Monday, September 27, 2010

Investing in Equities -part 1

In this session, I would like to share with you the basic strategies that Warren Buffet has followed over the past five decades.
Warren started out early in life - as a school kid, he made money selling lemonades and having a news paper route. At the age of 14, with his earnings, he bought 40 acres of land and rented it out. In college, he studied Value investing under Benjamin Graham –the father of value investing. Value investing denotes an approach where investors pick up stocks at rock bottom prices.  He went into stock broking after college and by the age of thirty, he was a millionaire. He started Buffet associates in 1962 - over time bought a dying textile mill called Berkshire Hathaway. Using the cash generated from the mill, he slowly invested in other companies – overtime these investments overshadowed the textile operation and in 1985, he shut down the textile business altogether. His investments have given a CAGR of 20% plus between 1964 and 2009 and today, he is the third richest person in the 2010 Forbes list with a net worth of USD 47 Billion.
The basic investment philosophy of Warren can be described in the following Buffet quotes:
·         Rule No.1: Never lose money.   Rule No.2: Never forget rule No.1.

·         You don't need to be a rocket scientist. Investing is not a game where the guy with the 160 IQ beats the guy with 130 IQ.

·         All there is to investing is picking good stocks at good times and staying with them as long as they remain good companies.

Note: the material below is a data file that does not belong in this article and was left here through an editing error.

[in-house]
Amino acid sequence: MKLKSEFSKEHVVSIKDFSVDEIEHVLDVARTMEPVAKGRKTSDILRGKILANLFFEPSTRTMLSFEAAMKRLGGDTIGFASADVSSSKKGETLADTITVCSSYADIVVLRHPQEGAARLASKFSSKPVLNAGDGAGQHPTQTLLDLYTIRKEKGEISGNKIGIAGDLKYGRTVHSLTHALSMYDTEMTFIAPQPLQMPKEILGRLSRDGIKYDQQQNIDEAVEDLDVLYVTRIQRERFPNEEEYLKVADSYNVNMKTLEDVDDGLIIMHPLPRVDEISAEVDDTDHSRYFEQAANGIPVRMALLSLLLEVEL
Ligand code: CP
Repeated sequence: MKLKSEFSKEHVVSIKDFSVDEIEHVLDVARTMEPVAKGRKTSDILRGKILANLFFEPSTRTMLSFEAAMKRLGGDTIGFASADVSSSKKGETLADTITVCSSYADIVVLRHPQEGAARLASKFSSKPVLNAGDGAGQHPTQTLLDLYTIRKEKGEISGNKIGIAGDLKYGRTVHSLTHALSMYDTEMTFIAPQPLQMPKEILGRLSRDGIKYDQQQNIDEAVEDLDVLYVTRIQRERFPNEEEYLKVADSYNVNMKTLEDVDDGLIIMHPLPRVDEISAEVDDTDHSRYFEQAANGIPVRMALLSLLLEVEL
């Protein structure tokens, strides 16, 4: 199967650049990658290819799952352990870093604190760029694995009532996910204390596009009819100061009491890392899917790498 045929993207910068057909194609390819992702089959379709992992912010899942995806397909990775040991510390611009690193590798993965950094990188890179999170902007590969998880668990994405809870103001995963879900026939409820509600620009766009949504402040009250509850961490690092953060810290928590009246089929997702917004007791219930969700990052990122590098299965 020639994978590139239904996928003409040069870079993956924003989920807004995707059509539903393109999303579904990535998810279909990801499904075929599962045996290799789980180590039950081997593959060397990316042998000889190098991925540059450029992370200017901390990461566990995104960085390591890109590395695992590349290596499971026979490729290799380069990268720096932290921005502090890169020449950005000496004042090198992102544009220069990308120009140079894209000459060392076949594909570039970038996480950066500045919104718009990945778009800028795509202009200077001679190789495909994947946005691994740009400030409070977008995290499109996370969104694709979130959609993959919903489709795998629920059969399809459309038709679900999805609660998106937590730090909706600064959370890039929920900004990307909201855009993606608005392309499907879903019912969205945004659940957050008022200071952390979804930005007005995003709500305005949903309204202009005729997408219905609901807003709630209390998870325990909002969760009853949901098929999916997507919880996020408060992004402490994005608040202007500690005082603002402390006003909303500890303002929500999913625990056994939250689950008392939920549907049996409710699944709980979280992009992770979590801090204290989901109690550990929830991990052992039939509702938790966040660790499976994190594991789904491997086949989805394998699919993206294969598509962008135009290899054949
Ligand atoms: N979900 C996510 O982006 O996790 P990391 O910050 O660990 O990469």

·         If a business does well, the stock eventually follows.

·         The best business returns are usually achieved by companies that are doing something quite similar today to what they were doing five or ten years ago.

·         Time is the friend of the wonderful company, the enemy of the mediocre.

·         Never invest in a business you cannot understand.

·         Risk comes from not knowing what you're doing.

·         Wide diversification is only required when investors do not understand what they are doing.

·         Diversification may preserve wealth, but concentration builds wealth.

·         What we learn from history is that people don't learn from history.


Warren believes that any equity investor should view the company in the same way as any business person buying up the whole company –focussing on its cash generating potential in the future   – overtime the company that has a superior cash generating potential would give a good value appreciation of the stock.
Warren identifies excellent businesses and then sets out to acquire the shares of the business if the price is right.  Once invested, he holds the investment for long term until the business loses its attractiveness or until a more attractive alternative investment becomes available.
In this session, I describe 14 questions that one must ask before investing in any company. I also take an example of CRISIL to explain these questions – at the end of these 14 questions, we will arrive at two ways of projecting the stock price of CRISIL in 2020 – and this would then give us the 10 year CAGR if you invested in CRISIL today – I also share results of the same calculation on CRISIL done in 2003 and see what the results looked like today.
For details of these 14 questions, you will need to wait for a few more days. Patience is one of the halmark of good investors :-)